DUBLIN (Reuters) - Irish censors said on Wednesday that they, like Britain, had banned the “Manhunt 2” video game due to its non-stop “visceral” violence.
“A level of violence is acceptable in certain contexts in cinema, in DVDs, or in video games,” Ireland’s Film Censor John Kelleher said on Wednesday after his office imposed its first ever ban on supplying a video game.
“But there is no context in this one other than killing. It is non-stop, it is constant, it is visceral. People are killed in every possible kind of way,” he told RTE Radio.
In the game, from publisher Take-Two Interactive Software, which made the controversial “Grand Theft Auto” series, players become an insane asylum escapee, sneaking up on enemies and killing them in gruesome ways.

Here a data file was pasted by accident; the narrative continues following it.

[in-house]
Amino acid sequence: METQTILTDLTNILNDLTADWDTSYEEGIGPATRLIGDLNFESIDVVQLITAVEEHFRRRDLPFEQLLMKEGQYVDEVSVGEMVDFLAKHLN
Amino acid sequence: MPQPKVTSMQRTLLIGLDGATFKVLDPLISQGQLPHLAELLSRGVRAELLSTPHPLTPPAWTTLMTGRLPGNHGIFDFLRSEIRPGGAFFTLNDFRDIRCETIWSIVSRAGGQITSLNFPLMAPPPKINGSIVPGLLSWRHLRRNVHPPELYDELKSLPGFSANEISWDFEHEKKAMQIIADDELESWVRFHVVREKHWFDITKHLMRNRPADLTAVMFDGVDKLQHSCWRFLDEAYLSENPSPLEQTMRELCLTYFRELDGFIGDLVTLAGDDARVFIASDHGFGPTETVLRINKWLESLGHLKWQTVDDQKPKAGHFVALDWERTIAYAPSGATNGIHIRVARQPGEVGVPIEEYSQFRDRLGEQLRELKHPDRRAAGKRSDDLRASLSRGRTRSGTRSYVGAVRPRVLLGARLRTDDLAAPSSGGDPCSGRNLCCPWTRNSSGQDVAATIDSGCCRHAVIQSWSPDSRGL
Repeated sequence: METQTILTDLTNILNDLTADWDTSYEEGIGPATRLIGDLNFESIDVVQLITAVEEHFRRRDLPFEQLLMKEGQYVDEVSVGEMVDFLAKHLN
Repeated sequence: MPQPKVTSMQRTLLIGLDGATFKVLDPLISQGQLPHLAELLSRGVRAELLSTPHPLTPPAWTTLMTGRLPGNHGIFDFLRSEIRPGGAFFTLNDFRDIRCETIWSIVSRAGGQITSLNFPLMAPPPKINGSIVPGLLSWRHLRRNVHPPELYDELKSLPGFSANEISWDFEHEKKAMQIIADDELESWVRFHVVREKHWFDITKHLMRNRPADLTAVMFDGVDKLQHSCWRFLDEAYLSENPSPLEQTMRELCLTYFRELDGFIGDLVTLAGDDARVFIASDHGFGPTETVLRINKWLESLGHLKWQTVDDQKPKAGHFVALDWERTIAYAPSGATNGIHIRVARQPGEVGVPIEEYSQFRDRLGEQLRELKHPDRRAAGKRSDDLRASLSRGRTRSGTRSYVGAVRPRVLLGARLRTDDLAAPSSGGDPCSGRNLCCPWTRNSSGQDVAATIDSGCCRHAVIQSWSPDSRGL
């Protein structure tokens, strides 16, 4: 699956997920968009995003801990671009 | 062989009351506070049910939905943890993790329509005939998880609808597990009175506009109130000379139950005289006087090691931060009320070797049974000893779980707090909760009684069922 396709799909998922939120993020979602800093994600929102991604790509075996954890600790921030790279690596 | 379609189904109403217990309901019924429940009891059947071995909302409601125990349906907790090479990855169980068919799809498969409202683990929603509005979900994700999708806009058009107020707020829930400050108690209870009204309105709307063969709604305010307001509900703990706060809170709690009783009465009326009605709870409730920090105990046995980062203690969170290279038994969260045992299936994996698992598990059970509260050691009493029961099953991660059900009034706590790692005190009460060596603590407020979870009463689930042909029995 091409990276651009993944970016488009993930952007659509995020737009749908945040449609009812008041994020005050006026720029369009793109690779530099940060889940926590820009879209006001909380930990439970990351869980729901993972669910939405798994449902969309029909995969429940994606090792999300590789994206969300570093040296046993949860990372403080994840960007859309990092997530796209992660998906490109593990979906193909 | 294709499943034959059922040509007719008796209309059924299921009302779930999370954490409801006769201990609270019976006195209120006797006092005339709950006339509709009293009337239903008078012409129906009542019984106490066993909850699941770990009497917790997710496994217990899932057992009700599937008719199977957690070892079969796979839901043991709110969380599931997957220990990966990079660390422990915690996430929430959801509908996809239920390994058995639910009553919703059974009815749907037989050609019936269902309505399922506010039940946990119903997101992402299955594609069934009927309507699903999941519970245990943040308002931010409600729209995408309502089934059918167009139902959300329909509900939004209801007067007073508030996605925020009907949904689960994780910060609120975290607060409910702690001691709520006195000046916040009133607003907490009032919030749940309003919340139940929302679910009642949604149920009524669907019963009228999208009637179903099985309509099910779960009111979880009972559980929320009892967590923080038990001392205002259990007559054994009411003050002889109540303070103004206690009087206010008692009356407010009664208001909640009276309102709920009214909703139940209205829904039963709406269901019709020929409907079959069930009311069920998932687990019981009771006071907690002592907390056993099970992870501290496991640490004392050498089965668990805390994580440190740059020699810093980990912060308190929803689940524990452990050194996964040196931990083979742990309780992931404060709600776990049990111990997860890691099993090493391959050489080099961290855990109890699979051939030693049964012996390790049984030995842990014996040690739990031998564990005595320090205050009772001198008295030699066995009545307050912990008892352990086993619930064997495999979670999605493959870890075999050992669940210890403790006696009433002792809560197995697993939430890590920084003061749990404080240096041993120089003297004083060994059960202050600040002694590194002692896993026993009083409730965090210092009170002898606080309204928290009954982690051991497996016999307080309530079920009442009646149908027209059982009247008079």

The British Board of Film Classification on Tuesday banned “Manhunt 2” due to “unremitting bleakness and callousness” as well as “sustained and cumulative casual sadism”. It is the first video game to be denied a classification there since 1997.
“Manhunt 2”, due for a July 10 release, is a follow-up to the 2003 original, which was classified in Britain and Ireland for people aged 18 and over.
The Irish Film Censor’s Office (IFCO) said in a statement on its Web site that it had decided to ban “Manhunt 2” on June 18, blaming an unacceptable level of “gratuitous violence”.
Take-Two could not immediately be reached for comment on bans that have prompted one U.S. family group to start lobbying for an “Adults Only” rating that would mean it could not be sold by major American retailers.